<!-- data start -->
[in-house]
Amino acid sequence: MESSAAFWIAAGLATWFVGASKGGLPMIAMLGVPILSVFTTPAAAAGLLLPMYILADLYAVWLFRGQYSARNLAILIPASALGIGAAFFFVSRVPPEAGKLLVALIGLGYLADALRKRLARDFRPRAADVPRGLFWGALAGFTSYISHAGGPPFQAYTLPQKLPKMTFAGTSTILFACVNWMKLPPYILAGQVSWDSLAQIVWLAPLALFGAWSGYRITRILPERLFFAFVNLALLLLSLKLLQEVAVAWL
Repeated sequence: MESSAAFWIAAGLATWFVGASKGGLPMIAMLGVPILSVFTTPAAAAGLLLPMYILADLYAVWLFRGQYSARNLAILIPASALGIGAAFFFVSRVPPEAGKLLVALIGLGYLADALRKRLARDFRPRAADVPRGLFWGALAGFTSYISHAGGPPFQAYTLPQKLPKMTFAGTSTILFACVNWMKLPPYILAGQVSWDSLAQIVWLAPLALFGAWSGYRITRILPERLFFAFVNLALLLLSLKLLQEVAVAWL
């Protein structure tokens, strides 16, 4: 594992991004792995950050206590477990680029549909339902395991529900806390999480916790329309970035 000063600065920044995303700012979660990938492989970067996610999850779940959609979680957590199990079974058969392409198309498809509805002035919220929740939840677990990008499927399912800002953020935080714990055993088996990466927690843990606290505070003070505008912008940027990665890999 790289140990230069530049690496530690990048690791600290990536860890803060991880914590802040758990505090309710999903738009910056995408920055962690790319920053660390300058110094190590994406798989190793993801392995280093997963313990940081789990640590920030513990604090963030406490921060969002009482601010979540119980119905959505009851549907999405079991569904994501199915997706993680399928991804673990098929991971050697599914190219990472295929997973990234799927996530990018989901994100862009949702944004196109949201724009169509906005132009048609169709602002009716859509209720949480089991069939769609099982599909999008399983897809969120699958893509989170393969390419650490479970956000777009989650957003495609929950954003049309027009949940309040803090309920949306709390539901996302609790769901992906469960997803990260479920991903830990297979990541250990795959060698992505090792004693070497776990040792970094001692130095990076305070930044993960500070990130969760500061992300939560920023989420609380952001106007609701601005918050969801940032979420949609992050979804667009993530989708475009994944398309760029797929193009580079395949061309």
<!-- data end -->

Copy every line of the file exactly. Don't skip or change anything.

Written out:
[in-house]
Amino acid sequence: MESSAAFWIAAGLATWFVGASKGGLPMIAMLGVPILSVFTTPAAAAGLLLPMYILADLYAVWLFRGQYSARNLAILIPASALGIGAAFFFVSRVPPEAGKLLVALIGLGYLADALRKRLARDFRPRAADVPRGLFWGALAGFTSYISHAGGPPFQAYTLPQKLPKMTFAGTSTILFACVNWMKLPPYILAGQVSWDSLAQIVWLAPLALFGAWSGYRITRILPERLFFAFVNLALLLLSLKLLQEVAVAWL
Repeated sequence: MESSAAFWIAAGLATWFVGASKGGLPMIAMLGVPILSVFTTPAAAAGLLLPMYILADLYAVWLFRGQYSARNLAILIPASALGIGAAFFFVSRVPPEAGKLLVALIGLGYLADALRKRLARDFRPRAADVPRGLFWGALAGFTSYISHAGGPPFQAYTLPQKLPKMTFAGTSTILFACVNWMKLPPYILAGQVSWDSLAQIVWLAPLALFGAWSGYRITRILPERLFFAFVNLALLLLSLKLLQEVAVAWL
């Protein structure tokens, strides 16, 4: 594992991004792995950050206590477990680029549909339902395991529900806390999480916790329309970035 000063600065920044995303700012979660990938492989970067996610999850779940959609979680957590199990079974058969392409198309498809509805002035919220929740939840677990990008499927399912800002953020935080714990055993088996990466927690843990606290505070003070505008912008940027990665890999 790289140990230069530049690496530690990048690791600290990536860890803060991880914590802040758990505090309710999903738009910056995408920055962690790319920053660390300058110094190590994406798989190793993801392995280093997963313990940081789990640590920030513990604090963030406490921060969002009482601010979540119980119905959505009851549907999405079991569904994501199915997706993680399928991804673990098929991971050697599914190219990472295929997973990234799927996530990018989901994100862009949702944004196109949201724009169509906005132009048609169709602002009716859509209720949480089991069939769609099982599909999008399983897809969120699958893509989170393969390419650490479970956000777009989650957003495609929950954003049309027009949940309040803090309920949306709390539901996302609790769901992906469960997803990260479920991903830990297979990541250990795959060698992505090792004693070497776990040792970094001692130095990076305070930044993960500070990130969760500061992300939560920023989420609380952001106007609701601005918050969801940032979420949609992050979804667009993530989708475009994944398309760029797929193009580079395949061309």